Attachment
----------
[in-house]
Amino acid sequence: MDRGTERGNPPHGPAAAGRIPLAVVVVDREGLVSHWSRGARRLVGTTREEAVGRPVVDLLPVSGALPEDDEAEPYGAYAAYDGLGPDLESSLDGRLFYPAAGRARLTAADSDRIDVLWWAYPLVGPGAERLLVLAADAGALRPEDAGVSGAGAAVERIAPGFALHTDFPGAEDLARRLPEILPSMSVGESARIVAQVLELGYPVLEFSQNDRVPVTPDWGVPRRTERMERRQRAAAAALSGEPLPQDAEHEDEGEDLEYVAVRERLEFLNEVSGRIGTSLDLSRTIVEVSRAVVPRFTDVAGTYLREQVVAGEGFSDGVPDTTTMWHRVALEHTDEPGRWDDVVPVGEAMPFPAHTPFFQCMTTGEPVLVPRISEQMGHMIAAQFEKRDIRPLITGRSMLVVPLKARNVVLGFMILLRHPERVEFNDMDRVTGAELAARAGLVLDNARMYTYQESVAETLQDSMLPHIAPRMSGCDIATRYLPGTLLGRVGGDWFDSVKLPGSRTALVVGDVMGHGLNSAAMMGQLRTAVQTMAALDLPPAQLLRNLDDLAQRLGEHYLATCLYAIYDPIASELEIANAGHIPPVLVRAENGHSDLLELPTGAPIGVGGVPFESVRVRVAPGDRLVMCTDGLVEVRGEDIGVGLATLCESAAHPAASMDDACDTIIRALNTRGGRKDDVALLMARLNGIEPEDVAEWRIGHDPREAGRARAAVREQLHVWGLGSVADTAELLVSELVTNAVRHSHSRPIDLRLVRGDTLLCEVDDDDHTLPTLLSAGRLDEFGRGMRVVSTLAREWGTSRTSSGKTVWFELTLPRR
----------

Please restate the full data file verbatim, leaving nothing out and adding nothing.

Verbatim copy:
[in-house]
Amino acid sequence: MDRGTERGNPPHGPAAAGRIPLAVVVVDREGLVSHWSRGARRLVGTTREEAVGRPVVDLLPVSGALPEDDEAEPYGAYAAYDGLGPDLESSLDGRLFYPAAGRARLTAADSDRIDVLWWAYPLVGPGAERLLVLAADAGALRPEDAGVSGAGAAVERIAPGFALHTDFPGAEDLARRLPEILPSMSVGESARIVAQVLELGYPVLEFSQNDRVPVTPDWGVPRRTERMERRQRAAAAALSGEPLPQDAEHEDEGEDLEYVAVRERLEFLNEVSGRIGTSLDLSRTIVEVSRAVVPRFTDVAGTYLREQVVAGEGFSDGVPDTTTMWHRVALEHTDEPGRWDDVVPVGEAMPFPAHTPFFQCMTTGEPVLVPRISEQMGHMIAAQFEKRDIRPLITGRSMLVVPLKARNVVLGFMILLRHPERVEFNDMDRVTGAELAARAGLVLDNARMYTYQESVAETLQDSMLPHIAPRMSGCDIATRYLPGTLLGRVGGDWFDSVKLPGSRTALVVGDVMGHGLNSAAMMGQLRTAVQTMAALDLPPAQLLRNLDDLAQRLGEHYLATCLYAIYDPIASELEIANAGHIPPVLVRAENGHSDLLELPTGAPIGVGGVPFESVRVRVAPGDRLVMCTDGLVEVRGEDIGVGLATLCESAAHPAASMDDACDTIIRALNTRGGRKDDVALLMARLNGIEPEDVAEWRIGHDPREAGRARAAVREQLHVWGLGSVADTAELLVSELVTNAVRHSHSRPIDLRLVRGDTLLCEVDDDDHTLPTLLSAGRLDEFGRGMRVVSTLAREWGTSRTSSGKTVWFELTLPRR